Skip to comments.Top five O-Care controversies.... 1) Canceled health plans
Posted on 12/25/2013 5:28:55 PM PST by Sub-Driver
December 25, 2013, 02:00 pm Top five O-Care controversies
By Elise Viebeck
The Obama administration faced an extraordinarily tough year when it came to Affordable Care Act's rollout and the surrounding debate. Between missed deadlines, botched projects and massive PR stumbles, the White House spent months trying to recover momentum for its signature domestic achievement.
Below are the healthcare law's top controversies in 2013:
1) Canceled health plans
One of President Obama's key promises that under ObamaCare, you could keep your health plan if you like it was turned on its head this fall when millions of people received cancellation notices from their insurance companies. The wave created a political firestorm for the White House as Republicans hammered Obama on his promise, which had also been echoed by many Democrats on Capitol Hill. The assurance was eventually labeled "Lie of the Year" by Politifact, a fact-checking organization with ties to the Tampa Bay Times.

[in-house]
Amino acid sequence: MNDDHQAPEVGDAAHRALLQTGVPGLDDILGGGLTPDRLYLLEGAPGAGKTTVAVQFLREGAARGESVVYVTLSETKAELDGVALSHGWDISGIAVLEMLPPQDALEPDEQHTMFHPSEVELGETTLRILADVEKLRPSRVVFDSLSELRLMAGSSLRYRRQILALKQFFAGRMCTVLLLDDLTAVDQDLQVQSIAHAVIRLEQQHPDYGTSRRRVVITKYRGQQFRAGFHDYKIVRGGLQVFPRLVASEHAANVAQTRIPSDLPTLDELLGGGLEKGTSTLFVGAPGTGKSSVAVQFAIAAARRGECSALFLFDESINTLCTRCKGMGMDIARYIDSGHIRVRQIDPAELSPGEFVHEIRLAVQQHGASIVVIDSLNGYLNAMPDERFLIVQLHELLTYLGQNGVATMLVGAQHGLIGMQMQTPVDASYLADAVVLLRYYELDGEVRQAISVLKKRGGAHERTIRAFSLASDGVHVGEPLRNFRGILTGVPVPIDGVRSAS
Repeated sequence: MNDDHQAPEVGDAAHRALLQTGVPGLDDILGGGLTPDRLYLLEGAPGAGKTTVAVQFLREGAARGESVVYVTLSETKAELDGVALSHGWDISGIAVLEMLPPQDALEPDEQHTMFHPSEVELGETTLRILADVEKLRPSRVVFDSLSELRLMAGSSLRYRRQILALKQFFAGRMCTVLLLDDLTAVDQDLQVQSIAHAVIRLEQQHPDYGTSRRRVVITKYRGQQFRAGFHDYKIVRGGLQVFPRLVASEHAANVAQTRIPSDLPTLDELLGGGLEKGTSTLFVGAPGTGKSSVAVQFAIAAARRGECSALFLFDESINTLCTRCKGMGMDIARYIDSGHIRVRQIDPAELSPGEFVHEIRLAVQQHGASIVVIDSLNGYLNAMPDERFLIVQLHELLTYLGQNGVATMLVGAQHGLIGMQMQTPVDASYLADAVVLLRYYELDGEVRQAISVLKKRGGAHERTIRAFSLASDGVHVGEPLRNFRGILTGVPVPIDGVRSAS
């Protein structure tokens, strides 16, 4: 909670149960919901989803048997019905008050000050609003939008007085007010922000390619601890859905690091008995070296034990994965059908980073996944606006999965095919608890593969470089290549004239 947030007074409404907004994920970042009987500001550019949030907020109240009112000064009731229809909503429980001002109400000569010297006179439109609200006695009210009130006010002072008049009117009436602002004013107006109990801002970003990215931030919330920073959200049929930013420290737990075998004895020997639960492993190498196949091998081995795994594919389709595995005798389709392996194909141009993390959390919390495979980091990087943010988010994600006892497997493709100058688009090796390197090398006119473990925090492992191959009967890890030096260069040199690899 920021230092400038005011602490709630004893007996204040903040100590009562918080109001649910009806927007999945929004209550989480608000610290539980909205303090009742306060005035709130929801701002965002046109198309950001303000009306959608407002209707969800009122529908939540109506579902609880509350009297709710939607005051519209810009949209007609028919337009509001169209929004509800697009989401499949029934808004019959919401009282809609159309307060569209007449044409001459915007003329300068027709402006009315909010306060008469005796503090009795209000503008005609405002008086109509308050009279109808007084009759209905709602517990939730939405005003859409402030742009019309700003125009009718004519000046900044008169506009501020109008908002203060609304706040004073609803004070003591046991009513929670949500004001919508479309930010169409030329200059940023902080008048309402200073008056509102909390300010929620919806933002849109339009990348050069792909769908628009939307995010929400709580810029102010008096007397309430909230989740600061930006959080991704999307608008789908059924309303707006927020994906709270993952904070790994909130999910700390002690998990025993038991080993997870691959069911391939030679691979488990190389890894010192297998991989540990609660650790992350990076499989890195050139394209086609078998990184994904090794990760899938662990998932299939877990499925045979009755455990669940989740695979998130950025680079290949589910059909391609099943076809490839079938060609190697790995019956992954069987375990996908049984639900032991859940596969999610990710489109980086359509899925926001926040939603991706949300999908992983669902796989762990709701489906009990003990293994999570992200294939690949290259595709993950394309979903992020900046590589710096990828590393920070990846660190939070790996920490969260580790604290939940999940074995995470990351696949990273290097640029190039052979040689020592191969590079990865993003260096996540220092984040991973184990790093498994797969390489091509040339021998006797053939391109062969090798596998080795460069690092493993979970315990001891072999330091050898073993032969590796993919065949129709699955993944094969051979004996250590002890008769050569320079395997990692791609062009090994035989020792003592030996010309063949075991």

The controversy took an unexpected turn in mid-November when former President Bill Clinton urged Obama to "honor the commitment," even if it meant a policy fix that would alter the Affordable Care Act's rollout. Days later, Obama announced that insurance companies could continue offering plans that would have been canceled under ObamaCare to their existing holders for an additional year.
The cancellation "fix" has had mixed results. Obama's announcement prompted an immediate backlash from health insurers loathe to accept blame for canceled plans. Several states have said they will not accept late renewals, arguing that plans that do not comply with ObamaCare are substandard. And the House passed legislation for a broader "fix" that received support from 39 Democrats.
While the criticism has quieted, plan cancellations are expected to be a major theme in next year's midterm elections. Republicans are eager to blame vulnerable Democrats for vowing that consumers could keep their coverage and frame the issue as part of a wider narrative of dysfunction surrounding ObamaCare's rollout. Democrats will try to argue that the law extends help to many people whose plans have been canceled, and that any GOP healthcare plan would also disrupt individuals' coverage, but it remains to be seen how much these arguments will help.